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High dose oxytocin for dystocia safely reduces C-sections: meta-analysis

Reuters Health • The Doctor's Channel Daily Newscast

NEW YORK (Reuters Health) – High doses of oxytocin are more effective than low doses for labor augmentation, a new meta-analysis has shown. The higher-dose protocols shortened labor and decreased the risk of cesarean section.

The results “suggest that the high-dose oxytocin may be more important in preventing cesarean section than the actual timing of the oxytocin intervention,” the researchers said.

They claim that one cesarean section could be prevented for every 50 women treated with high-dose instead of low-dose oxytocin.

And even though the high-dose regimen nearly doubles the risk of hyperstimulation, results showed no harm to mothers or babies, the investigators reported in their paper, published online May 10 in the American Journal of Obstetrics & Gynecology.

Senior author Dr. William D. Fraser, from Universite de Montreal, Canada, and his colleagues conducted a literature search for randomized controlled trials in pregnant women in spontaneous labor and without prior use of oxytocin.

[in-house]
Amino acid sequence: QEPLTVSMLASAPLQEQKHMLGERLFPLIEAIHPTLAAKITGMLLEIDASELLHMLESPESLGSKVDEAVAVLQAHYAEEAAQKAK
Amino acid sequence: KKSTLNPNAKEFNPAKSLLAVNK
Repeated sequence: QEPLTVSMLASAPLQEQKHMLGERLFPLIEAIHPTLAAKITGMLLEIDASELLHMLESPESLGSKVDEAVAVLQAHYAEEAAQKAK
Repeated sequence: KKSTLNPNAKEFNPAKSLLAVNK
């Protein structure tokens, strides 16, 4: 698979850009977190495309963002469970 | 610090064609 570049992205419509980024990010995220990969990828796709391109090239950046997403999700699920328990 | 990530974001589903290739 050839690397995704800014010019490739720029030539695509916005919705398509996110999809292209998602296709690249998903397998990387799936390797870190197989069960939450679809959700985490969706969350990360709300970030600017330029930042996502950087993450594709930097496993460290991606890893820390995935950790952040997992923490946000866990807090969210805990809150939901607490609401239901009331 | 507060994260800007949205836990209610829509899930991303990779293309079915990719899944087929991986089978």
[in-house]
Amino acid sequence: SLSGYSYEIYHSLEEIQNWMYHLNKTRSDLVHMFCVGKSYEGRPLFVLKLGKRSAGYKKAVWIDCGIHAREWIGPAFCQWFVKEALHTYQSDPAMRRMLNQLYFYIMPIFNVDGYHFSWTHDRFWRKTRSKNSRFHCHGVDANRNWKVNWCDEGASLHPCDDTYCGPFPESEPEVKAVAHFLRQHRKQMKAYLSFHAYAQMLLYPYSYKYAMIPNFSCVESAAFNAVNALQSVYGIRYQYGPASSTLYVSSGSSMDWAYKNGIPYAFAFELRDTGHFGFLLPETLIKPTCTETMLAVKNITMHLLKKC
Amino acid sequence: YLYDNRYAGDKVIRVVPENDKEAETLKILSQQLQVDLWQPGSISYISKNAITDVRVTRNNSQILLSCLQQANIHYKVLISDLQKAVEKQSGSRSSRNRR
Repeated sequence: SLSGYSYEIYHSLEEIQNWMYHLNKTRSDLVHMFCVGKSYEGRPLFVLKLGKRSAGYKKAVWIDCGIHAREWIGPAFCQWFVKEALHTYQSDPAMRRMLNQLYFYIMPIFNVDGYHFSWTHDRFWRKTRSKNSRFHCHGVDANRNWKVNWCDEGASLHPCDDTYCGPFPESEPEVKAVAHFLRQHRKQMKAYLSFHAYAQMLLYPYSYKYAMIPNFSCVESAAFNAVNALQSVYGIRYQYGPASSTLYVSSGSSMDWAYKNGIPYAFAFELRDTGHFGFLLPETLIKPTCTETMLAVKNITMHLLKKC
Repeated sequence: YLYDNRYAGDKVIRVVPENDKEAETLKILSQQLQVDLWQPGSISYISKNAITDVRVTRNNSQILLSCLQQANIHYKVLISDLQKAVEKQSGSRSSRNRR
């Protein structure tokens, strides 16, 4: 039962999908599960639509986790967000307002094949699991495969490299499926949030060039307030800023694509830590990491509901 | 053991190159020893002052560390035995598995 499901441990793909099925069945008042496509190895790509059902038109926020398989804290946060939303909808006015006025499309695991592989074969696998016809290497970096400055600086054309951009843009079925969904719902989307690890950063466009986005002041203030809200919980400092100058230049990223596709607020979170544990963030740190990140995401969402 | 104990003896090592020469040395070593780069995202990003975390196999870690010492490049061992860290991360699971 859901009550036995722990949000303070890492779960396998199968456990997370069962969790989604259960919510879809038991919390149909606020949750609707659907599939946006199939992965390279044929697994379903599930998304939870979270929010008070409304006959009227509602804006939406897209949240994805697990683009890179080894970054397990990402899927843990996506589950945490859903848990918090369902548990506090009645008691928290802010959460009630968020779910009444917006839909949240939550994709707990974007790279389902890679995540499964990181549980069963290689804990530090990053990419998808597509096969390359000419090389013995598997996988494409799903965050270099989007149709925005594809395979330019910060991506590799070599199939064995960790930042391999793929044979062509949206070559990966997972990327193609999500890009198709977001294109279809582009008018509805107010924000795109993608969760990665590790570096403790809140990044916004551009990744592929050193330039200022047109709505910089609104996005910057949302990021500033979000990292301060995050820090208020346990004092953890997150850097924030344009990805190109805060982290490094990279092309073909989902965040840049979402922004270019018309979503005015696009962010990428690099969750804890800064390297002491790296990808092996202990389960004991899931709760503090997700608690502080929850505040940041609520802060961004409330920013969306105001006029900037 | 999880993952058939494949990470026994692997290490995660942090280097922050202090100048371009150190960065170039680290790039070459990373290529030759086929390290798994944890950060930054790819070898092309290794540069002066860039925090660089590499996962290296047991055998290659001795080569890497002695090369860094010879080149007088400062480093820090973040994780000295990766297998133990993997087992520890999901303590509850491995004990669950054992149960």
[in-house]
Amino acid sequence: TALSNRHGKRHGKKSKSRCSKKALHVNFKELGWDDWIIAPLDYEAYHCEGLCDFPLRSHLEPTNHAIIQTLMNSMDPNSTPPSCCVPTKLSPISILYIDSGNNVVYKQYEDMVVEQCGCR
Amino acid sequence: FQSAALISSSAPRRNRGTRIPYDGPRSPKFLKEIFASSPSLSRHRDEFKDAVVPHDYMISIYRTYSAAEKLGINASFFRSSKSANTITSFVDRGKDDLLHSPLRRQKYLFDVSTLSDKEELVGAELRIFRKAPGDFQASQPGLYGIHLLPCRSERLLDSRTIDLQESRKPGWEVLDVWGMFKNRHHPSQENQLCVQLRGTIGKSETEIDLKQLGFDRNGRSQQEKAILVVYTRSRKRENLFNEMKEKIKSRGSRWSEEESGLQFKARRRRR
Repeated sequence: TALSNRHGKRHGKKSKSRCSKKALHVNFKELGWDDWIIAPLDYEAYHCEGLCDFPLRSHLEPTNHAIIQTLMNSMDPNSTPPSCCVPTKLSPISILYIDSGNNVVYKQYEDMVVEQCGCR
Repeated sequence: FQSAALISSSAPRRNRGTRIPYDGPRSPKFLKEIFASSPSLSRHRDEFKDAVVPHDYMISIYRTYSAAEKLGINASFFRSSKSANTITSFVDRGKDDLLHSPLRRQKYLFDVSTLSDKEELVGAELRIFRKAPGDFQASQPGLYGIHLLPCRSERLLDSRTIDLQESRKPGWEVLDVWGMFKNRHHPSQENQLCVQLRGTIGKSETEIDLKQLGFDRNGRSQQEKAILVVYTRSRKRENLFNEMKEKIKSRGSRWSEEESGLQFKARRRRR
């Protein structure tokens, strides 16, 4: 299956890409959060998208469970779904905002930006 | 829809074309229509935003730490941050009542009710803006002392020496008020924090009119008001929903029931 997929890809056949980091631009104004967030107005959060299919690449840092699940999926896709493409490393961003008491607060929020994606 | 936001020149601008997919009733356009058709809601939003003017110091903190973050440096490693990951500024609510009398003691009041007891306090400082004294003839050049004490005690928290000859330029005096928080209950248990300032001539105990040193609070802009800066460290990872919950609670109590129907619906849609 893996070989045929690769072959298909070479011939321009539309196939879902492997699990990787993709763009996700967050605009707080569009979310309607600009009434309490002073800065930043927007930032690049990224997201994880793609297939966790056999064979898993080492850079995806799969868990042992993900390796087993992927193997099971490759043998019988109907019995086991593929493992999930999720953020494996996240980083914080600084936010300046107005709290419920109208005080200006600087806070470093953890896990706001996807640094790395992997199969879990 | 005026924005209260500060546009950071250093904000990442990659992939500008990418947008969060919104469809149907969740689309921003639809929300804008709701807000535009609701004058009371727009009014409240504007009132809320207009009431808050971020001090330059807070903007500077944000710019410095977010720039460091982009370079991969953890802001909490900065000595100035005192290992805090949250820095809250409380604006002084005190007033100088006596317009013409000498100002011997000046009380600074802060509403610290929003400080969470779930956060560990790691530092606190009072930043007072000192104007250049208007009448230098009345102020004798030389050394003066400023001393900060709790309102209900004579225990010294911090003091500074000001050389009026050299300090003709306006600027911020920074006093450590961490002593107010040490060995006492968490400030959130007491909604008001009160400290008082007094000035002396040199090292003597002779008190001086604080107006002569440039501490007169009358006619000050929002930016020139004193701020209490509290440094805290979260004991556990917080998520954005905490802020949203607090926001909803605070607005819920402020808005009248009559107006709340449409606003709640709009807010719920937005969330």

They defined high-dose as starting with at least 4 mU/min and continuing in increments of at least 4 mU/min. Low-dose regimens involved initial doses of 1-4 mU/min with increments of 1-2 mU/min.

Their search turned up 10 trials involving 5423 women. Maximum oxytocin infusion rates ranged from 4-90 mU/min in the high-dose group (n = 2748) and from 1-31.7 mU/min in the low-dose group (n = 2675).

There were 361 cesarean sections (13.1%) in the high-dose group and 405 (15.1%) in the low-dose group (risk ratio 0.85).

In seven trials, the high dose significantly increased the rate of spontaneous vaginal delivery from 65.6% to 70.1% (RR = 1.07).

Five trials showed that increasing the dose significantly shortened the mean labor interval by 1.54 hours, and three showed that the proportion of women with labor lasting more than 12 hours was cut in half (RR 0.46).

In five trials, hyperstimulation occurred in 20.4% of high-dose patients and 10.5% of low-dose cases (RR 1.91). Hyperstimulation had no effect on fetal heart rate, fetal distress, or neonatal morbidity indicators, however.

High-dose augmentation did not affect use of epidural analgesia, postpartum hemorrhage, uterine atony or rupture, or shoulder dystocia.

The authors do note the possibility that high-dose oxytocin could increase labor pain, but there was no documentation of this in the studies. Their analyses were also limited in that most of the trials were not blinded. Perhaps more importantly, the decision criteria for cesarean section were not standardized.

The authors advise clinicians to consider medical history, parity, and indicators of maternal and fetal well-being when planning oxytocin augmentation. Furthermore, they should inform women of the potential benefit on cesarean section rates as well as possibly increased discomfort.

Reference:

Am J Obstet Gynecol 2010.